Tag Archives: Ralph M. Levene

DOJ Extends FCPA Corporate Enforcement Policy Principles to Non-FCPA Misconduct Discovered in the M&A Context

by John F. Savarese, Ralph M. Levene, David B. Anders, Marshall L. Miller, and Daniel H. Rosenblum

In an important speech, Deputy Assistant Attorney General Matthew Miner of the Department of Justice’s Criminal Division announced on Thursday that DOJ will “look to” the principles of the FCPA Corporate Enforcement Policy (PDF: 50.6 KB) in evaluating “other types of potential wrongdoing, not just FCPA violations” that are uncovered in connection with mergers and acquisitions.  As a result, when an acquiring company identifies misconduct through pre-transaction due diligence or post-transaction integration, and then self-reports the relevant conduct, DOJ is now more likely to decline to prosecute if the company fully cooperates, remediates in a complete and timely fashion, and disgorges any ill-gotten gains. Continue reading

DOJ Applies Principles of FCPA Corporate Enforcement Policy in Other White-Collar Investigations, Increasing Opportunity for Corporate Declinations

by John F. Savarese, Ralph M. Levene, Wayne M. Carlin, David B. Anders, Marshall L. Miller, and Jonathan Siegel

Late last week, the Department of Justice’s Criminal Division announced at an ABA white-collar conference that it has begun using the FCPA Corporate Enforcement Policy (PDF: 51 KB) as “nonbinding guidance” in other areas of white-collar enforcement beyond the FCPA.  As a result, absent aggravating factors, DOJ may more frequently decline to prosecute companies that promptly self-disclose misconduct, fully cooperate with DOJ’s investigation, remediate in a complete and timely fashion, and disgorge any ill-gotten gains.  As a first example of this approach, the officials pointed to DOJ’s recent decision (PDF: 1,743 KB) to decline charges against Barclays PLC, after the bank agreed to pay back $12.9 million in wrongful profits, following individual charges arising out of a foreign exchange front-running scheme. Continue reading

White Collar and Regulatory Enforcement: What to Expect in 2018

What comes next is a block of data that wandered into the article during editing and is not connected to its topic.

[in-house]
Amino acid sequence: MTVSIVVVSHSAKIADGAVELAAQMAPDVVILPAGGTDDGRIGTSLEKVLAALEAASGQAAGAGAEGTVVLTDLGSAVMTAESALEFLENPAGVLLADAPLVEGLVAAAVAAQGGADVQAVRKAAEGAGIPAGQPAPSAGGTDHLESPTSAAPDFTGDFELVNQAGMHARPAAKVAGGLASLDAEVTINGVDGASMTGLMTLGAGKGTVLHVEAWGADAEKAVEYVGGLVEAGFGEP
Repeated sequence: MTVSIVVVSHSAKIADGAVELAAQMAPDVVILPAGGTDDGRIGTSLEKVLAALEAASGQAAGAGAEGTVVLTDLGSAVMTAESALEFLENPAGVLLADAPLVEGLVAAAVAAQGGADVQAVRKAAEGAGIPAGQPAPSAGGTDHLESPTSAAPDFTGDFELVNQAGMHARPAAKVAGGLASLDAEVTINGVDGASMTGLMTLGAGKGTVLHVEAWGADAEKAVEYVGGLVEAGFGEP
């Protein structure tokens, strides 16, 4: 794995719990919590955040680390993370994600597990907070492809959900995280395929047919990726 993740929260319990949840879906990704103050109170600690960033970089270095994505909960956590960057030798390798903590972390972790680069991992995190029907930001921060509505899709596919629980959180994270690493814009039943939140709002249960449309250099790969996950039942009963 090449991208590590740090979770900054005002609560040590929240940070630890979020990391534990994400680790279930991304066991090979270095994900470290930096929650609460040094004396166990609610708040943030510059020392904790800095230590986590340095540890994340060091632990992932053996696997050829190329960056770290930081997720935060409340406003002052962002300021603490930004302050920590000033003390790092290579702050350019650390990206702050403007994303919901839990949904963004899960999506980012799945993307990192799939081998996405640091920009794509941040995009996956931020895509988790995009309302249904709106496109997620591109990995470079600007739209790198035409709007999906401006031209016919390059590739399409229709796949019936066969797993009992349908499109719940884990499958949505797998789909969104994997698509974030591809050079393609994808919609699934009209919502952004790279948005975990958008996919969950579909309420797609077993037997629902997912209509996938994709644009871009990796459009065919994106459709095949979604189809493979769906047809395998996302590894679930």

by John F. Savarese, Ralph M. Levene, Wayne M. Carlin, David B. Anders, Jonathan M. Moses, Marshall L. Miller, Louis J. Barash, and Carol Miller

Introduction

In our memo last year, we acknowledged that it was close to impossible to predict the likely impact that the newly elected Trump administration would have on white-collar and regulatory enforcement.  (White Collar and Regulatory Enforcement: What to Expect in 2017 (PDF: 240 KB)  Instead, we set out a list of initiatives we urged the new administration to consider, including clarifying standards for when cooperation credit would be given, reducing the use of monitors, and giving greater weight to a company’s pre-existing compliance program when exercising prosecutorial discretion, among other suggestions.  While the DOJ under Attorney General Jeff Sessions has, for example, taken some steps toward clarifying the applicable standards for cooperation and increasing incentives to disclose misconduct in the FCPA area, few other policy choices or shifts in approach have been articulated or implemented.  Continue reading

Second Circuit Limits Judicial Scrutiny of Deferred Prosecution Agreements

by John F. Savarese, Ralph M. Levene, David B. Anders, Marshall L. Miller, and Christopher R. Deluzio

In an anticipated and important decision, the Second Circuit Court of Appeals overturned a district court’s order requiring the unsealing of an independent monitor’s report detailing HSBC’s compliance with a deferred prosecution agreement. United States v. HSBC Bank USA, N.A. (PDF: 284 KB) (Nos. 16-308, 16- 353, 16-1068, 16-1094, July 12, 2017). In so doing, the Second Circuit substantially limited a district court’s power to scrutinize DPAs, thereby following a course similarly embraced by the D.C. Circuit (as discussed in our prior memo (PDF: 27 KB).

In the district court, Judge Gleeson granted the joint request by DOJ and HSBC to approve the DPA, subject to the Court’s ongoing oversight of the DPA’s implementation pursuant to the Court’s asserted “supervisory authority”—a decision we discussed in our earlier memo (PDF: 21 KB). As part of its oversight, the Court ordered the government to file under seal an independent monitor’s report, which eventually led to a member of the public requesting access to the report. Construing that request as a motion to unseal, the Court granted the motion, finding that the monitor’s report was a “judicial document” subject to the public’s qualified First Amendment right of access. The government and HSBC appealed. Continue reading